levels until we find one that works. This is the default.

    "--jobs N"
        Parallelizes the processing N-ways. "-j" is a synonym. This is just
        like GNU make, except you're required to explicitly specify a job
        count.

        The images are given as (multiple) globs. The output is a vnlog with
        columns "filename","x","y". All filenames matched in the glob will
        appear in the output. Images for which no chessboard pattern was
        found appear as a single record with null "x" and "y".

    "--debug"
        If given, "mrgingham" will dump various intermediate results into
        "/tmp" and it will report more stuff on the console. The output is
        self-documenting


mrgingham-observe-pixel-uncertainty

NAME
    mrgingham-observe-pixel-uncertainty - Evaluate observed point
    distribution from stationary observations

SYNOPSIS
      $ observe-pixel-uncertainty '*.png'
        Evaluated 49 observations
        mean 1-sigma for independent x,y: 0.26

      $ calibrate-cameras --observed-pixel-uncertainty 0.26 .....
      [ mrcal computes a camera calibration ]

DESCRIPTION
    mrgingham has finite precision, so repeated observations of the same
    board will produce slightly different corner coordinates. This tool
    takes in a set of images (assumed observing a chessboard, with both the
    camera and board stationary). It then outputs the 1-standard-deviation
    statistic for the distribution of detected corners. This can then be
    passed in to mrcal: 'calibrate-cameras --observed-pixel-uncertainty ...'

    The distribution of the detected corners is assumed to be gaussian, and
    INDEPENDENT in the horizontal and vertical directions. If the x and y
    distributions are each s, then the LENGTH of the deviation of each pixel
    is a Rayleigh distribution with expected value s*sqrt(pi/2) ~ s*1.25

    THIS TOOL PERFORMS NO OUTLIER REJECTION, AND IT IS ASSUMED THAT THE
    SCENE IS STATIONARY

OPTIONS
  POSITIONAL ARGUMENTS
      input                 Either 1: A glob that matches images observing a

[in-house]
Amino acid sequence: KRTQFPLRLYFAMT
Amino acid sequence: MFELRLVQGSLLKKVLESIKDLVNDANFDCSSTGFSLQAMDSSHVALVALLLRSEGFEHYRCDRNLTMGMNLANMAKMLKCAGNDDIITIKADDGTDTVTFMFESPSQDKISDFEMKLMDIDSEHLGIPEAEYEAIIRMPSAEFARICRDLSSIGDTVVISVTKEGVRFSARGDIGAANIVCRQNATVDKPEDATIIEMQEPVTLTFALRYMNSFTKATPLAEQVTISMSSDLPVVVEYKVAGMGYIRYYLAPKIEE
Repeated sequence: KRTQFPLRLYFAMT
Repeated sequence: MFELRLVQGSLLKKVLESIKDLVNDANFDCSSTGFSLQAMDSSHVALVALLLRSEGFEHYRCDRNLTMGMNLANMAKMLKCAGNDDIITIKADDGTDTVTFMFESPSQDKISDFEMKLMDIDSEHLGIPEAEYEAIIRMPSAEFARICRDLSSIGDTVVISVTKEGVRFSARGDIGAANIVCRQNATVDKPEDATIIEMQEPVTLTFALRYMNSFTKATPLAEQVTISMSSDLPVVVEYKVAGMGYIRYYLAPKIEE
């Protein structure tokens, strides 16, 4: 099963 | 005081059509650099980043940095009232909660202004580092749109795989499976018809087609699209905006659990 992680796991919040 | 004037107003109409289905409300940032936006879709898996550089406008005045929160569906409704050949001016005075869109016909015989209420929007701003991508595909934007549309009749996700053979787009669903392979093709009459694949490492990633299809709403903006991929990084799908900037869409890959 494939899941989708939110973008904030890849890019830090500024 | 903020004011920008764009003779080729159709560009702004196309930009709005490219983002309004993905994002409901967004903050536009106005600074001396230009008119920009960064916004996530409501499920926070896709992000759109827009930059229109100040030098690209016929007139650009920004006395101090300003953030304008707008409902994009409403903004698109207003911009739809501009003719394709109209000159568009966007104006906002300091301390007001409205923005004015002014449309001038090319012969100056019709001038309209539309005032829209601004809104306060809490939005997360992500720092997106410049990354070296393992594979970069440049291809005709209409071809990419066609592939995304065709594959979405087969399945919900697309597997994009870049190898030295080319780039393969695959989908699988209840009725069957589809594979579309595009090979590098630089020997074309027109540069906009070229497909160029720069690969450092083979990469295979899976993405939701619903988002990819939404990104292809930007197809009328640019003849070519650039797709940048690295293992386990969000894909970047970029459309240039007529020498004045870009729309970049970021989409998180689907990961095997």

stationary calibration target. This must be a GLOB. So
                            in the shell pass in '*.png' and NOT *.png. These are
                            processed by 'mrgingham' and the arguments passed in
                            with --mrgingham. Or 2: a vnlog representing corner
                            detections from these images. This is assumed to be a
                            file with a filename ending in .vnl, formatted like
                            'mrgingham' output: 3 columns: filename,x,y

  OPTIONAL ARGUMENTS
      -h, --help            show this help message and exit
      --show-geometry       Visualize the 1-stdev ellipses of the distribution.
                            The plot shows the chessboard corners, and the
                            ellipses for each one.
      --show-radii          Visualize the distribution of the 1-stdev radii. The
                            radii for each chessboard corner are plotted together,
                            so their consistency can be evaluated
      --mrgingham MRGINGHAM
                            If we're processing images, these are the arguments
                            given to mrgingham. If we are reading a pre-computed
                            file, this does nothing


MAINTAINER

This is maintained by Dima Kogan <dima@secretsauce.net>. Please let Dima know if something is unclear/broken/missing.

LICENSE AND COPYRIGHT

This library is free software; you can redistribute it and/or modify it under the terms of the GNU Lesser General Public License as published by the Free Software Foundation; either version 2.1 of the License, or (at your option) any later version.

Copyright 2017-2018 California Institute of Technology

Copyright 2017-2018 Dima Kogan (dima@secretsauce.net)